Getting stuck in the mountains can lead to dangerous consequences....
Travel — especially international travel — comes with some inherent risks. Usually, these risks lead to relatively minor inconveniences. For example, you might eat some unfamiliar food that doesn't agree with your stomach, or encounter some difficulties navigating to your destination as a result of a language barrier. But in some cases, these risks can become much more severe. There might be corrupt officials who demand a bribe, you could be kidnapped and held hostage, or you could even end up in the midst of a violent military coup.
Fortunately, preparation can diminish all these risks. One good pre-travel resource to review is the U.S. State Department travel advisory system. This system has recently been updated by the State Department to make its information easier to understand and apply to your travel plans.
As opposed to the previous system of “travel advisory” or “travel warning” notices, a four-level ranking system is now used:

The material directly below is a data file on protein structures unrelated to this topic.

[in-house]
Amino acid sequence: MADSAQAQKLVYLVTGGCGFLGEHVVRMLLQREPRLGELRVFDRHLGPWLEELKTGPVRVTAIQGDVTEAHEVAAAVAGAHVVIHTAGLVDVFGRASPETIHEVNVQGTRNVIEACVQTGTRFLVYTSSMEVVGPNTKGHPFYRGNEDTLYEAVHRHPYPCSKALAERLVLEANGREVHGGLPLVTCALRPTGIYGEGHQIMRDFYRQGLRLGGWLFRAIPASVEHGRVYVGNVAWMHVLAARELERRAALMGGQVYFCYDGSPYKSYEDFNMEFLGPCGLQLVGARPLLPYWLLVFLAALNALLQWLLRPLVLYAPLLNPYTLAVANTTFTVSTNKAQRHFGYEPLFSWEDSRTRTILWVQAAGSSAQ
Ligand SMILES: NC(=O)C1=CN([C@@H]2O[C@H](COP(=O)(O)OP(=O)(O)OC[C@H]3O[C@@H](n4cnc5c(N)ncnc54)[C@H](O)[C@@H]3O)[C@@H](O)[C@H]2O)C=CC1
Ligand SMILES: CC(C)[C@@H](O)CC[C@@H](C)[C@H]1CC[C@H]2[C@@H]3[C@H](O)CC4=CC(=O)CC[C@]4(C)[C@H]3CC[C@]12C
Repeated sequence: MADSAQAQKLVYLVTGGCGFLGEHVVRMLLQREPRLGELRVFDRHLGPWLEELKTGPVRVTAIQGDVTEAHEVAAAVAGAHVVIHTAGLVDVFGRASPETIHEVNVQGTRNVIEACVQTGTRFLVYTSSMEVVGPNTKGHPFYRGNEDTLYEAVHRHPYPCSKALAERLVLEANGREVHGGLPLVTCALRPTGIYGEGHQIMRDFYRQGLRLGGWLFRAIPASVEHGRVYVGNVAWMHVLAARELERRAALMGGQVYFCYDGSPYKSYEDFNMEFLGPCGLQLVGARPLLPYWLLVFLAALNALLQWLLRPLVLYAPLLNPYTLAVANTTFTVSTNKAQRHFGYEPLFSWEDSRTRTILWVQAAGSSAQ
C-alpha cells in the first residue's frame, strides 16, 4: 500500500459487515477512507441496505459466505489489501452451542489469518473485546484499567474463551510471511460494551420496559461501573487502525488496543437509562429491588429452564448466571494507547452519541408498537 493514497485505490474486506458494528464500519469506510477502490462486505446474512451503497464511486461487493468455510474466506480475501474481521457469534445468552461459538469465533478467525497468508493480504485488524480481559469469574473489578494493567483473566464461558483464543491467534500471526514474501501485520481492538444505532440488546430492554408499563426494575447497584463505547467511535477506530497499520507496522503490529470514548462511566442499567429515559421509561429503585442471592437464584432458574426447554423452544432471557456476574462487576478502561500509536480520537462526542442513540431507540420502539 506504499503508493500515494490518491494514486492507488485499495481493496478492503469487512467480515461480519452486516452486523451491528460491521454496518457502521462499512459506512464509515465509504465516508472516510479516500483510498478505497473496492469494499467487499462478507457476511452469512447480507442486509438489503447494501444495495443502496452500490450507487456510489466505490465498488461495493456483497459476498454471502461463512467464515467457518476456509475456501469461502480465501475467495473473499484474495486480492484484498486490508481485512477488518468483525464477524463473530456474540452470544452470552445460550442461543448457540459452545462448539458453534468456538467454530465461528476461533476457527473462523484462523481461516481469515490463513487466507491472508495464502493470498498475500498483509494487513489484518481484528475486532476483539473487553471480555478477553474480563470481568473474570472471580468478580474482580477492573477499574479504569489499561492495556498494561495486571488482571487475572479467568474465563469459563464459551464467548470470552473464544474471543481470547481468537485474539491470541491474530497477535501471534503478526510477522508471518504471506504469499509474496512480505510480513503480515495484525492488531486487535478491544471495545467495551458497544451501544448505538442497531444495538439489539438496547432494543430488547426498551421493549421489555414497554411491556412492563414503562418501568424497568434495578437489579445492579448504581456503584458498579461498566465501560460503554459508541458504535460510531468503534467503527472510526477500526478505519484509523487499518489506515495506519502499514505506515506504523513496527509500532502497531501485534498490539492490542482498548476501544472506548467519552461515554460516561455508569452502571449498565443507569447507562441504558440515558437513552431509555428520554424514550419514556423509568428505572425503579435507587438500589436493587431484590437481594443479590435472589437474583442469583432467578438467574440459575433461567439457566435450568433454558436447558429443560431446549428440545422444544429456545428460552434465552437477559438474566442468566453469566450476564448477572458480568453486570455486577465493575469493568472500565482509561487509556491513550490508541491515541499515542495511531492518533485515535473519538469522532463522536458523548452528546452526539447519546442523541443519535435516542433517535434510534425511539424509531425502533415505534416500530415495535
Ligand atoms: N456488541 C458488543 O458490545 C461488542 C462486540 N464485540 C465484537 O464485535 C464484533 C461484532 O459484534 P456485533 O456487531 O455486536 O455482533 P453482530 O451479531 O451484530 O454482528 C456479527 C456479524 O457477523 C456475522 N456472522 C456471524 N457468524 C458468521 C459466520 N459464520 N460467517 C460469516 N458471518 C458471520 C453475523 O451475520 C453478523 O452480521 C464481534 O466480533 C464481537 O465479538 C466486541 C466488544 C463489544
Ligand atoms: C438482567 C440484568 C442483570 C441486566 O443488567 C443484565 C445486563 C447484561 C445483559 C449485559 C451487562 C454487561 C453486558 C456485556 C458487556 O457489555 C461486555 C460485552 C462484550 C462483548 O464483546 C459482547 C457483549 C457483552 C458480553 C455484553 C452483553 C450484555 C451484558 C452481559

Each country on this list features a travel advisory page that outlines its ranking and gives a clear explanation of why it's ranked that way. For example, the United Kingdom travel advisory is Level 2 due to the threat of terrorism and the potential of isolated violence by dissident groups in Northern Ireland. At the extreme end of the spectrum, Central African Republic is rated at Level 4 due to crime and civil unrest, with the following warning: “Violent crime, such as armed robbery, aggravated battery, and homicide, is common. Large areas of the country are controlled by armed groups who regularly kidnap, injure, and/or kill civilians.”
A color-coded map, pictured above, is also available. Areas with shaded lines indicate an increased security risk over solid-color areas.
While it's highly unlikely that you're planning to travel to any of the Level 4 countries as a civilian, here's a list of those countries at the time of this article's publication: